Rabbi Menachem Genack is rabbinic administrator and CEO of O.U. Kosher.
Kosher Questions Awaiting Answers
By Joan Nathan
As someone connected to the Jewish food world, I have followed the Agriprocessors story closely. Frankly, it has not only upset but also embarrassed me.
We’ve learned — and the world has learned — that kosher doesn’t always mean adhering to a higher standard. As a result, this episode has prompted some real soul-searching about the meaning of kashrut: If we eat kosher meat that has been slaughtered without compassion, can we really call it “kosher”? (Indeed, would it not be better to buy meat from a local farm that we know raises and slaughters animals in a humane manner, even if it lacks kosher certification?) And just as we must have compassion for the animals we eat, aren’t we also obligated to respect the dignity of the workers who make this meat available to us?
How we answer these questions will determine how kashrut is perceived both by Jews and by our neighbors.
Joan Nathan, the James Beard Award-winning author of “The New American Cooking” (Knopf, 2005) and host of the PBS series “Jewish Cooking in America,” is currently working on a book about the food of the Jews of France.
Becoming More Observant Jews
By Jill Jacobs
The revelation that religious Jews were paying poverty wages and endangering workers’ safety in order to produce kosher meat has sparked widespread outrage. But our communal response — in the form of the Conservative movement’s Hekhsher Tzedek initiative and other similar efforts — showed that many Jews are unwilling to limit their religious observance to ritual practices such as Shabbat and kashrut.
Judaism demands consciousness in every aspect of life, from what we eat to the way we do business. Jewish law mandates standards for relationships between employers and employees, treatment of criminals, care for the poor and other civil matters.
It is easy to condemn Agriprocessors for their violations of both federal and Jewish law. But rather than limit our outrage to the most egregious cases, we should also look inward and ask whether our own institutions treat workers with dignity and pay them enough to support their families.
Rabbi Jill Jacobs is the rabbi-in-residence at Jewish Funds for Justice and the author of “There Shall Be No Needy: Pursuing Social Justice Through Jewish Law and Tradition” (Jewish Lights, 2009).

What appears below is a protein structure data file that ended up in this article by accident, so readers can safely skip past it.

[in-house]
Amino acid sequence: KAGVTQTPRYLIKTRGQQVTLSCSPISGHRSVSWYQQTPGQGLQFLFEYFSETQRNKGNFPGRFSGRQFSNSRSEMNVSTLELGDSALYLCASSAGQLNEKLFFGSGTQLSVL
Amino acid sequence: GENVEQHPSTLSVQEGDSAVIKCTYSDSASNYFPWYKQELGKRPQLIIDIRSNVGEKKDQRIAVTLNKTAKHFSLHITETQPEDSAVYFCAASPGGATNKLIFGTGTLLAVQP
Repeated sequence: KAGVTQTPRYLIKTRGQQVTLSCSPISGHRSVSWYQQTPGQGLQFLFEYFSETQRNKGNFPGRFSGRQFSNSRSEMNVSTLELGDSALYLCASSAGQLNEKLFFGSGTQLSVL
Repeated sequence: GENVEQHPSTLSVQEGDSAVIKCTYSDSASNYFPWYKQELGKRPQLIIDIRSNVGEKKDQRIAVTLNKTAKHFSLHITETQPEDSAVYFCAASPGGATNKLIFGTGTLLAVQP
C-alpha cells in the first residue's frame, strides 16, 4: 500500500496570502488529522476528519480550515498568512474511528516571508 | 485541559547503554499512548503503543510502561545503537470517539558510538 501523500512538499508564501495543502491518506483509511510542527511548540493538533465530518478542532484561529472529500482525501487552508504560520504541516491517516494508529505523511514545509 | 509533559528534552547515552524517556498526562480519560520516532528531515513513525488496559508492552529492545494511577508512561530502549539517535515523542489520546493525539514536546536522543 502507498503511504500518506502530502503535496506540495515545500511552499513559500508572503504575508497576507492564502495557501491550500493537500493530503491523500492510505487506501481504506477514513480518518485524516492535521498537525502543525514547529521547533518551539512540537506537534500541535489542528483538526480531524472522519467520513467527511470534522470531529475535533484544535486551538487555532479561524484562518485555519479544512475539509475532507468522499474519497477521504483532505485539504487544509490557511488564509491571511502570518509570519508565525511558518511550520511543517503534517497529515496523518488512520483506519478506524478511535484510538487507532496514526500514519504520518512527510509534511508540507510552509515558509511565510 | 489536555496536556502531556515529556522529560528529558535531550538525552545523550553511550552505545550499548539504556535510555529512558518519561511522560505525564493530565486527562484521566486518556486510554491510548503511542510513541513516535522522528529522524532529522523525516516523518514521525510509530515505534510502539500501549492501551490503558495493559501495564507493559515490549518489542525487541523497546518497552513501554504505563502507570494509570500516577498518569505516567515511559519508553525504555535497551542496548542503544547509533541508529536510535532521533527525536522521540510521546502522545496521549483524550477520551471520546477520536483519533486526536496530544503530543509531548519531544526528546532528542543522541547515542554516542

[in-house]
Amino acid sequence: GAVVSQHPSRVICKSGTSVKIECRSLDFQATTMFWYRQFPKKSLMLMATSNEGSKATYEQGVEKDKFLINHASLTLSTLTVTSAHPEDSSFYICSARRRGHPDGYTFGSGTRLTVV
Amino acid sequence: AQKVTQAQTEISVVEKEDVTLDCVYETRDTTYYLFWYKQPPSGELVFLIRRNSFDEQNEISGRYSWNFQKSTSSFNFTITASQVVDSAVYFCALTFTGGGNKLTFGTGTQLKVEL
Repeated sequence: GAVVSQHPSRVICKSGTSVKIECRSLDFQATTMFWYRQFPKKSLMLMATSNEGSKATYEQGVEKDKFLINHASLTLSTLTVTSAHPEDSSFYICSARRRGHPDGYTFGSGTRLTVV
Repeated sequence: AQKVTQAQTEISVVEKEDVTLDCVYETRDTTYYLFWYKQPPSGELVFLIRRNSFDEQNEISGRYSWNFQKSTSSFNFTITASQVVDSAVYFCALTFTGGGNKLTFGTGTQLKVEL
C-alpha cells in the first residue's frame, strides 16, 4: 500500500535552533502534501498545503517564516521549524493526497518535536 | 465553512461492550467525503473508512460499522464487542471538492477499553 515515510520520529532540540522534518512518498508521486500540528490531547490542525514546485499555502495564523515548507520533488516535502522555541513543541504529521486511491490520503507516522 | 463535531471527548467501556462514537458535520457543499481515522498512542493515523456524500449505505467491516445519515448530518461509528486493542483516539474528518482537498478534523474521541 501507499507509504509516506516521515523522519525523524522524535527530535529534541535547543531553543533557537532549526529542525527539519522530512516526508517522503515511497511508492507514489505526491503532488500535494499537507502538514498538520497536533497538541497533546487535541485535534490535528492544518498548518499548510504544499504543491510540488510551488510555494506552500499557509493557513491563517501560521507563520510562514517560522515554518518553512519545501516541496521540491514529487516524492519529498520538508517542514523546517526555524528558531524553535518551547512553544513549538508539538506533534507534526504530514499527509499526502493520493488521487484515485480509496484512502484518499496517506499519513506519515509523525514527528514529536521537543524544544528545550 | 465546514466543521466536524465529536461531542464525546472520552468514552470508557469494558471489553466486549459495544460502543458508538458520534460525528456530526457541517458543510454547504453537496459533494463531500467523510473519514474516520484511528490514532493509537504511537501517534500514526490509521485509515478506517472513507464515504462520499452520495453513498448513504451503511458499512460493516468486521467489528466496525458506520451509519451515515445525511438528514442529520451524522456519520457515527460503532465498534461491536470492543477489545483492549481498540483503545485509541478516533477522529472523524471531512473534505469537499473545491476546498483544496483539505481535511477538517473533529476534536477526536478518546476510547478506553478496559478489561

By Jane Ramsey
In Postville, the Jewish community learned firsthand about a broken immigration system that does not reflect our values.
Workers who had already suffered injustices at the hands of Agriprocessors’ Jewish owners were further abused by federal authorities. They were arrested and convicted on criminal charges without due process. Families were torn apart; men and women were taken away in shackles. Many of those remaining in Postville, including children, were left without means to meet their basic human needs, including food and shelter.
Ensuing Jewish protests and an outpouring of support sprang from our deep wellspring of prophetic and Talmudic values, which demand: “Whoever is able to protest against the transgressions of the entire world and does not do so is punished for the transgressions of the entire world.” Today, as a result of Postville, Jewish communities feel the urgency of the need to prevent further human rights abuses and are mobilizing with allies to achieve comprehensive immigration reform.
Jane Ramsey is executive director of the Chicago-based Jewish Council on Urban Affairs.
Our House Divided
By Stephen G. Bloom
Jewish reaction to the Postville raids showed something most Jews already knew: There is a vast, irreconcilable divide within Judaism. Postville was a crucible. It demonstrated how greatly in opposition competing Jewish groups are today.
Ultra-Orthodox Jews rushed to the defense of the Postville Lubavitchers. More liberal Jews, recognizing the atrocious actions of some of the Lubavitchers in Postville, sought to undo the wrongdoing committed in that bucolic Iowa town.
Despite overwhelming evidence of misconduct in Postville, the Jewish community as a whole is still skittish about challenging the we-are-right, everyone-else-is-wrong mindset that prevails within ultra-Orthodoxy. In fact, if you disagree with certain elements of the ultra-Orthodox community, you’re dismissed as an antisemite or a self-loathing Jew. But that shouldn’t stop people of good will in our community from speaking up. Jews need to condemn all forms of injustice, exploitation and bias — particularly when the wrongdoers are fellow Jews.
Stephen G. Bloom is a professor of journalism at the University of Iowa and the author of “Postville: A Clash of Cultures in Heartland America” (Harcourt, 2000).